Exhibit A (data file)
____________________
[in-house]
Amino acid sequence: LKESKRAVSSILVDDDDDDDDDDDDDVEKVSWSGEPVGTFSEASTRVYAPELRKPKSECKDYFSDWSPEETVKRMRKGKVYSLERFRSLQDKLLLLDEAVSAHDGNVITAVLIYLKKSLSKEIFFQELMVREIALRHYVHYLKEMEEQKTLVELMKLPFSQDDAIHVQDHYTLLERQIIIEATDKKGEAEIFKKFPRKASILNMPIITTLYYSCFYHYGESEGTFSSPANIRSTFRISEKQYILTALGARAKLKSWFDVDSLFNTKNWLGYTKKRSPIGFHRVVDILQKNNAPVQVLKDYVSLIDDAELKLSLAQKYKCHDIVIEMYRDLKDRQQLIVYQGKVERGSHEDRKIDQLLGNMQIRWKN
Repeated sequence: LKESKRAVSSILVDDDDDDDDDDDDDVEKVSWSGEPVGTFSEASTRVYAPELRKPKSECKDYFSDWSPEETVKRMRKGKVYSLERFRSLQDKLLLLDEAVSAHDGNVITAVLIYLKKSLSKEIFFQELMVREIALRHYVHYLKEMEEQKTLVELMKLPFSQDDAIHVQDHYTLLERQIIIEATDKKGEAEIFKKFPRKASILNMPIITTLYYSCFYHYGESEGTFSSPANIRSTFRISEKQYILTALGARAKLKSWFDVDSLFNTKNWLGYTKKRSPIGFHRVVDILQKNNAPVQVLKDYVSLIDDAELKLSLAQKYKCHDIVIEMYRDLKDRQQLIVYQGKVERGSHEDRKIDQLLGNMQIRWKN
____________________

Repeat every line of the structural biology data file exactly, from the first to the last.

[in-house]
Amino acid sequence: LKESKRAVSSILVDDDDDDDDDDDDDVEKVSWSGEPVGTFSEASTRVYAPELRKPKSECKDYFSDWSPEETVKRMRKGKVYSLERFRSLQDKLLLLDEAVSAHDGNVITAVLIYLKKSLSKEIFFQELMVREIALRHYVHYLKEMEEQKTLVELMKLPFSQDDAIHVQDHYTLLERQIIIEATDKKGEAEIFKKFPRKASILNMPIITTLYYSCFYHYGESEGTFSSPANIRSTFRISEKQYILTALGARAKLKSWFDVDSLFNTKNWLGYTKKRSPIGFHRVVDILQKNNAPVQVLKDYVSLIDDAELKLSLAQKYKCHDIVIEMYRDLKDRQQLIVYQGKVERGSHEDRKIDQLLGNMQIRWKN
Repeated sequence: LKESKRAVSSILVDDDDDDDDDDDDDVEKVSWSGEPVGTFSEASTRVYAPELRKPKSECKDYFSDWSPEETVKRMRKGKVYSLERFRSLQDKLLLLDEAVSAHDGNVITAVLIYLKKSLSKEIFFQELMVREIALRHYVHYLKEMEEQKTLVELMKLPFSQDDAIHVQDHYTLLERQIIIEATDKKGEAEIFKKFPRKASILNMPIITTLYYSCFYHYGESEGTFSSPANIRSTFRISEKQYILTALGARAKLKSWFDVDSLFNTKNWLGYTKKRSPIGFHRVVDILQKNNAPVQVLKDYVSLIDDAELKLSLAQKYKCHDIVIEMYRDLKDRQQLIVYQGKVERGSHEDRKIDQLLGNMQIRWKN